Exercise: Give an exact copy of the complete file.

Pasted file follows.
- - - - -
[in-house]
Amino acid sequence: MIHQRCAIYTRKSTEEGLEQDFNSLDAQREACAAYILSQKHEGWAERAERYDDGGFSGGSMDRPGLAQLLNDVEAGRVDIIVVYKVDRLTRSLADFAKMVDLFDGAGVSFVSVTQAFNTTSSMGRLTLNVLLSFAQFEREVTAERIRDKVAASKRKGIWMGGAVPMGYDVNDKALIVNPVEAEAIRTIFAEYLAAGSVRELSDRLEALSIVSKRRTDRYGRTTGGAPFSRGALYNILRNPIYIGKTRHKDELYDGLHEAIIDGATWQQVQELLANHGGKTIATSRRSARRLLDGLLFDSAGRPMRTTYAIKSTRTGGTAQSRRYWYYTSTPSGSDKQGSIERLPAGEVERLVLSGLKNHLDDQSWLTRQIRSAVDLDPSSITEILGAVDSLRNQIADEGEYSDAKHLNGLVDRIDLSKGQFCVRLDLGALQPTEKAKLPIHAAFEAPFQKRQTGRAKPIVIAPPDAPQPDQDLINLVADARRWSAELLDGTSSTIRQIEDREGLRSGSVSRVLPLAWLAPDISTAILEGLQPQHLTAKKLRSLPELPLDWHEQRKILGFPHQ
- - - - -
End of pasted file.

[in-house]
Amino acid sequence: MIHQRCAIYTRKSTEEGLEQDFNSLDAQREACAAYILSQKHEGWAERAERYDDGGFSGGSMDRPGLAQLLNDVEAGRVDIIVVYKVDRLTRSLADFAKMVDLFDGAGVSFVSVTQAFNTTSSMGRLTLNVLLSFAQFEREVTAERIRDKVAASKRKGIWMGGAVPMGYDVNDKALIVNPVEAEAIRTIFAEYLAAGSVRELSDRLEALSIVSKRRTDRYGRTTGGAPFSRGALYNILRNPIYIGKTRHKDELYDGLHEAIIDGATWQQVQELLANHGGKTIATSRRSARRLLDGLLFDSAGRPMRTTYAIKSTRTGGTAQSRRYWYYTSTPSGSDKQGSIERLPAGEVERLVLSGLKNHLDDQSWLTRQIRSAVDLDPSSITEILGAVDSLRNQIADEGEYSDAKHLNGLVDRIDLSKGQFCVRLDLGALQPTEKAKLPIHAAFEAPFQKRQTGRAKPIVIAPPDAPQPDQDLINLVADARRWSAELLDGTSSTIRQIEDREGLRSGSVSRVLPLAWLAPDISTAILEGLQPQHLTAKKLRSLPELPLDWHEQRKILGFPHQ